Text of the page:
OPP officer acquitted on breach of trust charges

Police corruption is a form of police misconduct designed to obtain financial benefits, other personal gain, or career advancement for officers in exchange for not pursuing, or selectively pursuing, an investigation or arrest. One common form of police corruption is soliciting or accepting bribes in exchange for not reporting organized drug or prostitution rings or other illegal activities. Another example is police officers flouting the police code of conduct in order to secure convictions of suspects — for example, through the use of falsified evidence.

OPP officer acquitted on breach of trust charges

Postby Thomas » Fri Dec 12, 2014 10:18 am

Sgt. Dennis Mahoney-Bruer was arrested in May 2009 after an internal investigation.

MILTON—An OPP officer alleged by the Crown to have fabricated evidence to receive kickbacks from towtruck companies has been found not guilty of breach of trust.

Superior Court Justice Dale Fitzpatrick, on Thursday found OPP Sgt. Dennis Mahoney-Bruer not guilty of three counts of breach of trust and three counts of attempting to obstruct justice.

The hearing at a Milton courthouse lasted just over five minutes. Fitzpatrick said he will provide written reasons next week, but made a point of directly addressing Mahoney-Bruer.

“I do want you to consider yourself extremely fortunate that the evidence generally allowed you the benefit of the court’s doubt,” Fitzpatrick told Mahoney-Bruer.

He told the officer not to interpret the verdict as an “endorsement” of his actions and gave him “a very clear warning,” that he might not receive the same benefit if he finds himself in court again.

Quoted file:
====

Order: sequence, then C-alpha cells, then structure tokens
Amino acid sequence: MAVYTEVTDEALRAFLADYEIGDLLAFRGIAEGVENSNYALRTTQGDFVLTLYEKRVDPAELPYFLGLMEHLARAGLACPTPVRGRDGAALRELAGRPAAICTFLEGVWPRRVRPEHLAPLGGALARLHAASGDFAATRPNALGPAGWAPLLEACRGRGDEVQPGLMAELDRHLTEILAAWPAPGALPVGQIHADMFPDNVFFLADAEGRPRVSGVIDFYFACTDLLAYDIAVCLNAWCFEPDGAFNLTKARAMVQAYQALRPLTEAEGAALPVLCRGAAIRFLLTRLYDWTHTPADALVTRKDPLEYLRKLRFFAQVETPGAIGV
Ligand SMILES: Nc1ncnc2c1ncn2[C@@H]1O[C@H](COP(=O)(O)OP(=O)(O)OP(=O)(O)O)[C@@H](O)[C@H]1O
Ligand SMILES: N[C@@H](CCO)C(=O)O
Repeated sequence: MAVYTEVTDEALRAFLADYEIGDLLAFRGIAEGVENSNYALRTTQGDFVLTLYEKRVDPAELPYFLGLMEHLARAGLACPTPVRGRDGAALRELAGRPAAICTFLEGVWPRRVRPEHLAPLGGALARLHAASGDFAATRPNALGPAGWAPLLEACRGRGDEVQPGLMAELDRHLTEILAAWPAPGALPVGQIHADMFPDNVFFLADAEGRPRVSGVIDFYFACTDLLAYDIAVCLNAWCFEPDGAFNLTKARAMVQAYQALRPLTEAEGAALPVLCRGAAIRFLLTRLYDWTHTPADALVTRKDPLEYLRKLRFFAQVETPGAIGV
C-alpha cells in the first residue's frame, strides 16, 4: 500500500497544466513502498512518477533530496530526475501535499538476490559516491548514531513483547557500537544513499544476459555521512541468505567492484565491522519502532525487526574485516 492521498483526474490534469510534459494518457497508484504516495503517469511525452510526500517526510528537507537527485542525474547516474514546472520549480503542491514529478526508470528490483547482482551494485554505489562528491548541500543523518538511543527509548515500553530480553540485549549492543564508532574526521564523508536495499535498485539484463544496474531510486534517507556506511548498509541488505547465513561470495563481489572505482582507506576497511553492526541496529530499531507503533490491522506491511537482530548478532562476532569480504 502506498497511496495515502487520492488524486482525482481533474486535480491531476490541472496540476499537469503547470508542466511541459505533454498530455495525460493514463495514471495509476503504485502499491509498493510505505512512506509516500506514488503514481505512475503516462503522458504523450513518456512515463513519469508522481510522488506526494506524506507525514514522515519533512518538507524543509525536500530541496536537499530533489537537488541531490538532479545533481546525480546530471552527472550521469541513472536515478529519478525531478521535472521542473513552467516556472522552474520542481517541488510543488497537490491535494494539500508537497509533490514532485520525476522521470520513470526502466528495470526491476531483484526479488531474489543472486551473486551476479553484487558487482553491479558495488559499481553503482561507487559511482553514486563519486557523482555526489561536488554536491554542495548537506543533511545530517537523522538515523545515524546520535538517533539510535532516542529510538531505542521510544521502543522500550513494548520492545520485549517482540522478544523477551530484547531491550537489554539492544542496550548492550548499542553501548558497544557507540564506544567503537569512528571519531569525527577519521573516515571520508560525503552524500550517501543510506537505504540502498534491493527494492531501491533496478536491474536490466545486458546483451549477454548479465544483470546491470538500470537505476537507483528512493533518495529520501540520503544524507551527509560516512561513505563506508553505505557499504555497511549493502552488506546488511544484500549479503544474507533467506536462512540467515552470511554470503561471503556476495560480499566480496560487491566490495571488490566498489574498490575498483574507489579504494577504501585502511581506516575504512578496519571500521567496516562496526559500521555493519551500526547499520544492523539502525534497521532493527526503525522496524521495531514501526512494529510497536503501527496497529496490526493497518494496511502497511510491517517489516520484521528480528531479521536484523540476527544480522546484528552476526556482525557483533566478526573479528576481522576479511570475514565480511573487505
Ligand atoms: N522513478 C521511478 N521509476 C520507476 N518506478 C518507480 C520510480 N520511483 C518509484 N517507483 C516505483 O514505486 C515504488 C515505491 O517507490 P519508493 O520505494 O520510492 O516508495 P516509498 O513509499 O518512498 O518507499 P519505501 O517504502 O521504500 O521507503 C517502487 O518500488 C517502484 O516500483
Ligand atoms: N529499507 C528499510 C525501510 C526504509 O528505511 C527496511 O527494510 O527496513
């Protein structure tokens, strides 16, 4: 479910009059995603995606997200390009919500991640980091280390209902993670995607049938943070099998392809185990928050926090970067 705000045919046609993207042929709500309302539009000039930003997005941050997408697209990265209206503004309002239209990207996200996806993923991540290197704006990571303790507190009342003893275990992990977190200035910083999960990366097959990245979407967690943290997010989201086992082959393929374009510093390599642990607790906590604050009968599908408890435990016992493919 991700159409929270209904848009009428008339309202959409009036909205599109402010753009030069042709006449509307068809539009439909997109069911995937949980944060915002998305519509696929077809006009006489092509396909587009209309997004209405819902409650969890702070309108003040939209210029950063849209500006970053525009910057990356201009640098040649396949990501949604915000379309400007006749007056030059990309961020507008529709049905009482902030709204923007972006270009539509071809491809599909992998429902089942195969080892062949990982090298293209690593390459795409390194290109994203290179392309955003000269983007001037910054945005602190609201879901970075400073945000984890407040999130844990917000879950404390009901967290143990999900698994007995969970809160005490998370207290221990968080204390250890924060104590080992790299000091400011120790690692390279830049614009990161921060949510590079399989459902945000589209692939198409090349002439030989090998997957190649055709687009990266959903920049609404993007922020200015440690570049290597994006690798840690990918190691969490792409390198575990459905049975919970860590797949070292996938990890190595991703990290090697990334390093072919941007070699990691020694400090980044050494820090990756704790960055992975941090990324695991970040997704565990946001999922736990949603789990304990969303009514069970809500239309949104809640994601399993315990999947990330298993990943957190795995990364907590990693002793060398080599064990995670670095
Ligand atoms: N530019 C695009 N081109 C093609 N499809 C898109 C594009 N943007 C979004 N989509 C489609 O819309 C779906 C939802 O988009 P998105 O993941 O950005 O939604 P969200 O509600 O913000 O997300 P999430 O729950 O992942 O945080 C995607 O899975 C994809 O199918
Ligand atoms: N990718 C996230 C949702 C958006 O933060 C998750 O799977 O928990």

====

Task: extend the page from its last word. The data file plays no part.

“It will never happen, Your Honour,” said Mahoney-Bruer, wearing a dark suit and purple tie.

“Good luck, sergeant,” Fitzpatrick responded.

Sgt. Dennis Mahoney-Bruer was arrested in May 2009 after an investigation by the Ontario Provincial Police Professional Standards Bureau.

His charges stemmed from three incidents in May 2009. One involved a driver charged with speeding. The other two involved drivers charged with speeding 50 km/h over the limit, or “stunt” driving.

During Mahoney-Bruer’s September 2013 trial, the Crown alleged he fabricated evidence so as to give tickets to drivers and was motivated by the kickbacks he received from towtruck drivers.

In Ontario, driving 50 km/h over the limit results in an immediate seven-day vehicle impoundment and an immediate seven-day licence suspension, according to the Ministry of Transportation. Drivers convicted of the charges face fines up to $10,000 and a sentence of up to six months.

In court documents from 2009, Mahoney-Bruer was ordered not to speak with two men who run Mississauga towing companies. The men told the Star in 2009 they didn’t know why they were mentioned in the case.

Mahoney-Bruer was not charged with accepting kickbacks.

Outside the courtroom, he refused to answer questions about his future with the OPP and would not comment on the verdict.

“Obviously he’s very happy. He’s very relieved because this has been hanging over his head now for more than five years,” Harry Black, Mahoney-Bruer’s defence lawyer, told the Star. “I can tell you that these (police) prosecutions take a big toll and a heavy toll on people.”

Mahoney-Bruer, 54, is a 17-year veteran of the OPP and served with the Port Credit highway safety detachment. He is currently suspended with pay, said OPP spokesperson Sgt. Peter Leon.

Mahoney-Bruer was charged with discreditable conduct under the Police Services Act in 2009. In criminal matters, the OPP’s Professional Standards Bureau waits until the matter is concluded before proceeding, Leon said.